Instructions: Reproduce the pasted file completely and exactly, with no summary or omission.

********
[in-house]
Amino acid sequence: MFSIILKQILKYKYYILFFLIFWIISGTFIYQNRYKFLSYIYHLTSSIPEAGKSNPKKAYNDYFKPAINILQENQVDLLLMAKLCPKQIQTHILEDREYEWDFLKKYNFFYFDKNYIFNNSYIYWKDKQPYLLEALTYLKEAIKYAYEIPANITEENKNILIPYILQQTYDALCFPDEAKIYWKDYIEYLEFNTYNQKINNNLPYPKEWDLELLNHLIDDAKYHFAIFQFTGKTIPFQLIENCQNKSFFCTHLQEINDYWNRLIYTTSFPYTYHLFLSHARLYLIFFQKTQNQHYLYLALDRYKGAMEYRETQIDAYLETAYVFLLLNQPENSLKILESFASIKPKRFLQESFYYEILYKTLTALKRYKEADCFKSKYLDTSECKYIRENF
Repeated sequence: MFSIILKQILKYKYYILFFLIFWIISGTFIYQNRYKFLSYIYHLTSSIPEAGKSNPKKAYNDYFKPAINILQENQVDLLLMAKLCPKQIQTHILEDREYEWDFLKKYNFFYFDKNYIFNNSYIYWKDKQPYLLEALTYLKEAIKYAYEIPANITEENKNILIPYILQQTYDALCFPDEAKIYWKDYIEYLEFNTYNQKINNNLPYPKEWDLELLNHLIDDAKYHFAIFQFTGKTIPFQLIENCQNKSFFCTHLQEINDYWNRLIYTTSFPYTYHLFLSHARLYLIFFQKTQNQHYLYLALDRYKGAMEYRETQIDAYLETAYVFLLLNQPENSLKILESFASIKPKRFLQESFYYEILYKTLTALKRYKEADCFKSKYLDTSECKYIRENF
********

[in-house]
Amino acid sequence: MFSIILKQILKYKYYILFFLIFWIISGTFIYQNRYKFLSYIYHLTSSIPEAGKSNPKKAYNDYFKPAINILQENQVDLLLMAKLCPKQIQTHILEDREYEWDFLKKYNFFYFDKNYIFNNSYIYWKDKQPYLLEALTYLKEAIKYAYEIPANITEENKNILIPYILQQTYDALCFPDEAKIYWKDYIEYLEFNTYNQKINNNLPYPKEWDLELLNHLIDDAKYHFAIFQFTGKTIPFQLIENCQNKSFFCTHLQEINDYWNRLIYTTSFPYTYHLFLSHARLYLIFFQKTQNQHYLYLALDRYKGAMEYRETQIDAYLETAYVFLLLNQPENSLKILESFASIKPKRFLQESFYYEILYKTLTALKRYKEADCFKSKYLDTSECKYIRENF
Repeated sequence: MFSIILKQILKYKYYILFFLIFWIISGTFIYQNRYKFLSYIYHLTSSIPEAGKSNPKKAYNDYFKPAINILQENQVDLLLMAKLCPKQIQTHILEDREYEWDFLKKYNFFYFDKNYIFNNSYIYWKDKQPYLLEALTYLKEAIKYAYEIPANITEENKNILIPYILQQTYDALCFPDEAKIYWKDYIEYLEFNTYNQKINNNLPYPKEWDLELLNHLIDDAKYHFAIFQFTGKTIPFQLIENCQNKSFFCTHLQEINDYWNRLIYTTSFPYTYHLFLSHARLYLIFFQKTQNQHYLYLALDRYKGAMEYRETQIDAYLETAYVFLLLNQPENSLKILESFASIKPKRFLQESFYYEILYKTLTALKRYKEADCFKSKYLDTSECKYIRENF